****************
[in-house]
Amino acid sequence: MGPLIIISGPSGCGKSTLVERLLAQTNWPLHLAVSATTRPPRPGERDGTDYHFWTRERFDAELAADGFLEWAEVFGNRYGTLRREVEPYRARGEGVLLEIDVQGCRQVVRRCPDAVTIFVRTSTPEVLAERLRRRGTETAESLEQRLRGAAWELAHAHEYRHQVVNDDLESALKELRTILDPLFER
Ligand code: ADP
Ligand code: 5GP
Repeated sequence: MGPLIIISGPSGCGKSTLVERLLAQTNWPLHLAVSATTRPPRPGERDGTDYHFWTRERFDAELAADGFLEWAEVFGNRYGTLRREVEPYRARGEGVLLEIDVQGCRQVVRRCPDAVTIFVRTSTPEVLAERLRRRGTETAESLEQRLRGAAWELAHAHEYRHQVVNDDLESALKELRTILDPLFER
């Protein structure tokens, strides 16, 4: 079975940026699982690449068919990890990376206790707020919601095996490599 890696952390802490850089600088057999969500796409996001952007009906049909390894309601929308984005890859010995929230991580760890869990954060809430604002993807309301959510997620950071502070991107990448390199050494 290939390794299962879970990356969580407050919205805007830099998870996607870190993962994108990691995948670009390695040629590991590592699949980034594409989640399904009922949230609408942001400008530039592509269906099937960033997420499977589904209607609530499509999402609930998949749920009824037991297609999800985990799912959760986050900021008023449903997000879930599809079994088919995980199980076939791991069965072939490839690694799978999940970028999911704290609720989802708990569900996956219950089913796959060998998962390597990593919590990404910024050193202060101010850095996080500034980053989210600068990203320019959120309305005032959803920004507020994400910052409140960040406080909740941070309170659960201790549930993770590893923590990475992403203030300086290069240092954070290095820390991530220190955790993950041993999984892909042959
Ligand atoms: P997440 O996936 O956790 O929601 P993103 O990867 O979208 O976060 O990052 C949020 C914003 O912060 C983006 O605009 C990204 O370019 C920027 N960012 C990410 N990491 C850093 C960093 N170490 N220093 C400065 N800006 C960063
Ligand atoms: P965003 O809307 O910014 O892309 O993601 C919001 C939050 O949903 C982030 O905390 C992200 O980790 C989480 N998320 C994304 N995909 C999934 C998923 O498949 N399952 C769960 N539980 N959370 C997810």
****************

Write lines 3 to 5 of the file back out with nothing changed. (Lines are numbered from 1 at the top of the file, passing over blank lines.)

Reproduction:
Ligand code: ADP
Ligand code: 5GP
Repeated sequence: MGPLIIISGPSGCGKSTLVERLLAQTNWPLHLAVSATTRPPRPGERDGTDYHFWTRERFDAELAADGFLEWAEVFGNRYGTLRREVEPYRARGEGVLLEIDVQGCRQVVRRCPDAVTIFVRTSTPEVLAERLRRRGTETAESLEQRLRGAAWELAHAHEYRHQVVNDDLESALKELRTILDPLFER